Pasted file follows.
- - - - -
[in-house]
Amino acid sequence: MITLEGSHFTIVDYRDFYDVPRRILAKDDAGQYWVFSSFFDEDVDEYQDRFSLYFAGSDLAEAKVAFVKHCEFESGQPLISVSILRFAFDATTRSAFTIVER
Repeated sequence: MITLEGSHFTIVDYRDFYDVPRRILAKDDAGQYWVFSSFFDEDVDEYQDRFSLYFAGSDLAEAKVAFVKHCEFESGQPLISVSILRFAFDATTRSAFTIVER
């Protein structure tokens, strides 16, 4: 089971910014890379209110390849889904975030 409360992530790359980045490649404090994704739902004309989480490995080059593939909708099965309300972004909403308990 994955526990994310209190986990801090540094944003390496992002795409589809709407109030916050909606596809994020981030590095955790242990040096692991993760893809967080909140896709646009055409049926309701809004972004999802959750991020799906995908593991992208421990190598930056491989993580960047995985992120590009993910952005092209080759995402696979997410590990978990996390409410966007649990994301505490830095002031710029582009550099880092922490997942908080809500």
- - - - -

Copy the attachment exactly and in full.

[in-house]
Amino acid sequence: MITLEGSHFTIVDYRDFYDVPRRILAKDDAGQYWVFSSFFDEDVDEYQDRFSLYFAGSDLAEAKVAFVKHCEFESGQPLISVSILRFAFDATTRSAFTIVER
Repeated sequence: MITLEGSHFTIVDYRDFYDVPRRILAKDDAGQYWVFSSFFDEDVDEYQDRFSLYFAGSDLAEAKVAFVKHCEFESGQPLISVSILRFAFDATTRSAFTIVER
């Protein structure tokens, strides 16, 4: 089971910014890379209110390849889904975030 409360992530790359980045490649404090994704739902004309989480490995080059593939909708099965309300972004909403308990 994955526990994310209190986990801090540094944003390496992002795409589809709407109030916050909606596809994020981030590095955790242990040096692991993760893809967080909140896709646009055409049926309701809004972004999802959750991020799906995908593991992208421990190598930056491989993580960047995985992120590009993910952005092209080759995402696979997410590990978990996390409410966007649990994301505490830095002031710029582009550099880092922490997942908080809500």